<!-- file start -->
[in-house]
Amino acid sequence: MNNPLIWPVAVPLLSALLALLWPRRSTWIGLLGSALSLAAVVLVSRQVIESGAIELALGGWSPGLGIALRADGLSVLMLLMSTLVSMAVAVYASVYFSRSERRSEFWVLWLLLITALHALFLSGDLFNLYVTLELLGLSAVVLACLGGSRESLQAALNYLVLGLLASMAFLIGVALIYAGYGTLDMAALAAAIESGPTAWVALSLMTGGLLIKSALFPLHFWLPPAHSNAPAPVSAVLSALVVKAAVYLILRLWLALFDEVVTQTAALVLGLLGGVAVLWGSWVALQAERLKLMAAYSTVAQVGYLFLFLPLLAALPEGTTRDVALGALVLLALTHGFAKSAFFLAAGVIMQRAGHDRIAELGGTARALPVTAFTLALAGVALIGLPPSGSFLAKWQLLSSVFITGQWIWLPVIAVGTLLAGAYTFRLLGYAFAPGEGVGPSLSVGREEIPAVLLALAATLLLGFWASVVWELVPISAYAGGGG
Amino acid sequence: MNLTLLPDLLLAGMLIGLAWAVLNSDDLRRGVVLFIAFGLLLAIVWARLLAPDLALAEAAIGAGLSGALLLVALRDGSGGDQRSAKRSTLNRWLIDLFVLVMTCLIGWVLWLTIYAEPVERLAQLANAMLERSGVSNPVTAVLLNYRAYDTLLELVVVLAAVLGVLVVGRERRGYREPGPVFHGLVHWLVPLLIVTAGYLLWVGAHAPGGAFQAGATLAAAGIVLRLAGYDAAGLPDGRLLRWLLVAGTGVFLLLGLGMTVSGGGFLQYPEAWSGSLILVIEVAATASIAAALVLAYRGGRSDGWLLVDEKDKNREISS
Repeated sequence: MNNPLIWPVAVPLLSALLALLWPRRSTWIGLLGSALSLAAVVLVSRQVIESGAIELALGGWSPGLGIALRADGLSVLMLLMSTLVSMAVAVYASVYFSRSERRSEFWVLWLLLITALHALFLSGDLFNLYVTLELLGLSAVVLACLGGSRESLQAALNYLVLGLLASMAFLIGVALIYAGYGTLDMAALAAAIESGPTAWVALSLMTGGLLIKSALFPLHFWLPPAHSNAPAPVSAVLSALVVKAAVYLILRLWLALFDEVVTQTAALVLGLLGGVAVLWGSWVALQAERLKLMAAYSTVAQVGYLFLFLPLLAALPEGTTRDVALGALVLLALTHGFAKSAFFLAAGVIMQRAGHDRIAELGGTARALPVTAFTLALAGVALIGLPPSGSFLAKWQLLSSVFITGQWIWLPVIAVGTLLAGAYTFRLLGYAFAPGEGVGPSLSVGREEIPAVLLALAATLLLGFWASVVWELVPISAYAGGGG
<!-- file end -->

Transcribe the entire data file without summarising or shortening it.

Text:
[in-house]
Amino acid sequence: MNNPLIWPVAVPLLSALLALLWPRRSTWIGLLGSALSLAAVVLVSRQVIESGAIELALGGWSPGLGIALRADGLSVLMLLMSTLVSMAVAVYASVYFSRSERRSEFWVLWLLLITALHALFLSGDLFNLYVTLELLGLSAVVLACLGGSRESLQAALNYLVLGLLASMAFLIGVALIYAGYGTLDMAALAAAIESGPTAWVALSLMTGGLLIKSALFPLHFWLPPAHSNAPAPVSAVLSALVVKAAVYLILRLWLALFDEVVTQTAALVLGLLGGVAVLWGSWVALQAERLKLMAAYSTVAQVGYLFLFLPLLAALPEGTTRDVALGALVLLALTHGFAKSAFFLAAGVIMQRAGHDRIAELGGTARALPVTAFTLALAGVALIGLPPSGSFLAKWQLLSSVFITGQWIWLPVIAVGTLLAGAYTFRLLGYAFAPGEGVGPSLSVGREEIPAVLLALAATLLLGFWASVVWELVPISAYAGGGG
Amino acid sequence: MNLTLLPDLLLAGMLIGLAWAVLNSDDLRRGVVLFIAFGLLLAIVWARLLAPDLALAEAAIGAGLSGALLLVALRDGSGGDQRSAKRSTLNRWLIDLFVLVMTCLIGWVLWLTIYAEPVERLAQLANAMLERSGVSNPVTAVLLNYRAYDTLLELVVVLAAVLGVLVVGRERRGYREPGPVFHGLVHWLVPLLIVTAGYLLWVGAHAPGGAFQAGATLAAAGIVLRLAGYDAAGLPDGRLLRWLLVAGTGVFLLLGLGMTVSGGGFLQYPEAWSGSLILVIEVAATASIAAALVLAYRGGRSDGWLLVDEKDKNREISS
Repeated sequence: MNNPLIWPVAVPLLSALLALLWPRRSTWIGLLGSALSLAAVVLVSRQVIESGAIELALGGWSPGLGIALRADGLSVLMLLMSTLVSMAVAVYASVYFSRSERRSEFWVLWLLLITALHALFLSGDLFNLYVTLELLGLSAVVLACLGGSRESLQAALNYLVLGLLASMAFLIGVALIYAGYGTLDMAALAAAIESGPTAWVALSLMTGGLLIKSALFPLHFWLPPAHSNAPAPVSAVLSALVVKAAVYLILRLWLALFDEVVTQTAALVLGLLGGVAVLWGSWVALQAERLKLMAAYSTVAQVGYLFLFLPLLAALPEGTTRDVALGALVLLALTHGFAKSAFFLAAGVIMQRAGHDRIAELGGTARALPVTAFTLALAGVALIGLPPSGSFLAKWQLLSSVFITGQWIWLPVIAVGTLLAGAYTFRLLGYAFAPGEGVGPSLSVGREEIPAVLLALAATLLLGFWASVVWELVPISAYAGGGG